Soon after, Ray was highlighted in May. The New York Times published an article for their recurring series, the Mrs Files, that as they wrote, “looks at history through a contemporary lens to see what the honorific ‘Mrs.’ means to women and their identity.” The article offers a great perspective on Ray’s beginnings and highlights her work at the Office of Charles and Ray Eames, where Ray played an equal role to Charles. As Charles famously said, “Anything I can do, she [Ray] can do better.

Thank you for joining us for our 70th-anniversary virtual celebrations! We hope you've enjoyed seeing glimpses of the Eames House from our videos. As one last activity, we have created a template to help you make your own Eames House-themed fortune teller! Link in bio. Stay tuned as we continue to release monthly videos about the Eames House conservation through the end of 2020.In June, we transformed our annual Members Appreciation Day celebration into a virtual event open to all. In lieu of inviting members onto the site for a special day of Eamesian activities, we offered making activities, a flower-arranging class, conservation interviews, docent insights, and memories presented by Eames family members in a series of videos. They, as well as our commemorative fortune teller (at left) can still be accessed through our website!

The Eames House Conservation Management Plan serves as a primary document for the care and stewardship of Charles and Ray's 70-year-old home. Importantly, it is also a resource to guide thinking and practices for conserving other modern residences and buildings across the planet. Download and view it for free by clicking our bio link!

In November 2020, the Eames House Conservation Management Plan (CMP) was honored by Docomomo. This holistic approach to conservation planning, published in April 2019 by the Getty Conservation Institute (GCI), received a Survey Award of Excellence at Docomomo’s 2020 Modernism in America Awards. The CMP is available free online. It celebrates all those things that make the Eames House significant, and identifies policies to makes sure that they are conserved for future generations. A shout out to the GCI for receiving a second award, a Special Citation for Documentation for their Keeping it Modern Initiative and Conserving Modern Architecture Initiative!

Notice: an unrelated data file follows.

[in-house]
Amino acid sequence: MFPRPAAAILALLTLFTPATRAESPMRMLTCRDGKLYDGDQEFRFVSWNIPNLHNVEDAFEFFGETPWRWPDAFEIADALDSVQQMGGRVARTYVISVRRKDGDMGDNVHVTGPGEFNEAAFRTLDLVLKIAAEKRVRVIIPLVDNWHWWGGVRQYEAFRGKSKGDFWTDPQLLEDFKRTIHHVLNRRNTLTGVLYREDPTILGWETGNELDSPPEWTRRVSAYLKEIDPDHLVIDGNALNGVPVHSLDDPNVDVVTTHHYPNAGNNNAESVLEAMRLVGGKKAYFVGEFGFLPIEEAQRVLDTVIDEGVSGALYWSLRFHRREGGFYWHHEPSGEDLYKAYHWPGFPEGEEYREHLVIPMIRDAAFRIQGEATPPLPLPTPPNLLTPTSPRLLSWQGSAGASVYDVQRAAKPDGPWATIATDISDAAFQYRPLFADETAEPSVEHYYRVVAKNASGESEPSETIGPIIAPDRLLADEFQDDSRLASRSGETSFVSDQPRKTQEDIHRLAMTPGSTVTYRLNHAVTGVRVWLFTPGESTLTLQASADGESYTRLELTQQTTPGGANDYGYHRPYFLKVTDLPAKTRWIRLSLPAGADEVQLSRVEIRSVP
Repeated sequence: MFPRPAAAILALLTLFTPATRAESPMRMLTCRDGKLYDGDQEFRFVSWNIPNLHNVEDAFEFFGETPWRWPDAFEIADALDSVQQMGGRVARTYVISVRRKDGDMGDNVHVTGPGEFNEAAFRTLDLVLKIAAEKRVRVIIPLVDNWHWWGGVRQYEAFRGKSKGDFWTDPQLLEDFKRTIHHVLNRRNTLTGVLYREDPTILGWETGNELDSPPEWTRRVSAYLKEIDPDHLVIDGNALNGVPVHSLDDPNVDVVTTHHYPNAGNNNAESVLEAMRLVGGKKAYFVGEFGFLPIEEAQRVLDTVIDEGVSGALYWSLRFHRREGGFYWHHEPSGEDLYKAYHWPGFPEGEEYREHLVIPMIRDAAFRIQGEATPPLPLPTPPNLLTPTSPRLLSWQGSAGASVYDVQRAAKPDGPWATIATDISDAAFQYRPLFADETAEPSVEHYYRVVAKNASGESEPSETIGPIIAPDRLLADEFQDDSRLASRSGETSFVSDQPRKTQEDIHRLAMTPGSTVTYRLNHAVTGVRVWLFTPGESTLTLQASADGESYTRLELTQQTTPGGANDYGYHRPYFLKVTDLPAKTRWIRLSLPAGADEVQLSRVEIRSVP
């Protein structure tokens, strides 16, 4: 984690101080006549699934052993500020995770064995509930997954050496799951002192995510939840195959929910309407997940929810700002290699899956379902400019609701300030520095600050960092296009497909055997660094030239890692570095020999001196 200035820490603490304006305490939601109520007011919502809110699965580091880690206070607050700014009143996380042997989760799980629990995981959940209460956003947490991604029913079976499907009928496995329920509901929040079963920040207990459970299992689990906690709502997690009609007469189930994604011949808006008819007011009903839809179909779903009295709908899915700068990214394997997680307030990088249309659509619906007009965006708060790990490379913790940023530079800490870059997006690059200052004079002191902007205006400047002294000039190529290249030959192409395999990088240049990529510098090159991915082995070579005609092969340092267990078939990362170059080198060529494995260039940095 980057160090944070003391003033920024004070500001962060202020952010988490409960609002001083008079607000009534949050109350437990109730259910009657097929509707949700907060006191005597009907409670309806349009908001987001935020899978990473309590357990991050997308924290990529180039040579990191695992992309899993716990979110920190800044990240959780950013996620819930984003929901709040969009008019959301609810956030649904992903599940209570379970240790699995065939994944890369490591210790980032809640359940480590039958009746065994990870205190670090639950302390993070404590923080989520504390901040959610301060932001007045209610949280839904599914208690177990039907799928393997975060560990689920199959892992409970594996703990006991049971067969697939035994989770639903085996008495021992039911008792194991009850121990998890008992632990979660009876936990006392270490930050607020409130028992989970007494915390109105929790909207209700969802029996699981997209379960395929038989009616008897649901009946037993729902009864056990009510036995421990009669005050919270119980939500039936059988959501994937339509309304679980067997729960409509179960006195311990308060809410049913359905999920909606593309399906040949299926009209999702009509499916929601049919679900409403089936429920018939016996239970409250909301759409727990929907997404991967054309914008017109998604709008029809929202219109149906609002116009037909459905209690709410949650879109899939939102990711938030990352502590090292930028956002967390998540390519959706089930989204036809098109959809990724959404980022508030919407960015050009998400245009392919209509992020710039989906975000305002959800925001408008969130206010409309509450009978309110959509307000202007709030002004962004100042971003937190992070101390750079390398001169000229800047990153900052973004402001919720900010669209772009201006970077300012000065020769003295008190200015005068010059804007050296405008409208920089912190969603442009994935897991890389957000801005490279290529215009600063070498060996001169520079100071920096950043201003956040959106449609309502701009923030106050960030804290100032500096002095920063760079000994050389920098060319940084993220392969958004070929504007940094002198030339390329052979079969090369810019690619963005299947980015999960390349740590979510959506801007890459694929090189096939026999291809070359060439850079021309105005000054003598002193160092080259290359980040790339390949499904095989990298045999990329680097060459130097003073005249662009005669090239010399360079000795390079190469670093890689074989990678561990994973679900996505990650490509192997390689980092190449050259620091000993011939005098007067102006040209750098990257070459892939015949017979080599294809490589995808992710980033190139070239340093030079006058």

Most recently in December, the Eames House was featured in Forbes as one of the “Top 10 Los Angeles Design Hotspots for the Post-Pandemic World”. We look forward to welcoming back our visitors from around the country and around the world, and sharing with them the life and legacy of Charles and Ray.

Eucalyptus LTR Membership

We continued to offer our Eucalyptus LTR Memberships this year, but very few remain! Members receive a limited edition Eames LTR made from Eucalyptus trees (reluctantly) cut from the site during landscape conservation work. Instead of being chipped, the wood was repurposed into this limited-edition Eames LTR. Founding Sponsors Herman Miller and Vitra donated a select series of red-toned wood LTRs to the Eames Foundation as a fundraising opportunity. A few memberships remain, so you still have a chance to join and share in this special opportunity! Obtain your own here.

Thank you to all of our members and donors who contributed during this difficult year. If you would like to support the Eames Foundation, you can help by donating, becoming a member, or purchasing an interior tour gift certificate. Memberships will have a start date once we reopen to the public so you may take full advantage of visiting, and interior tour gift certificates will remain valid for one year after our reopening date. If you would like to purchase a gift certificate, please email info@eamesfoundation.org.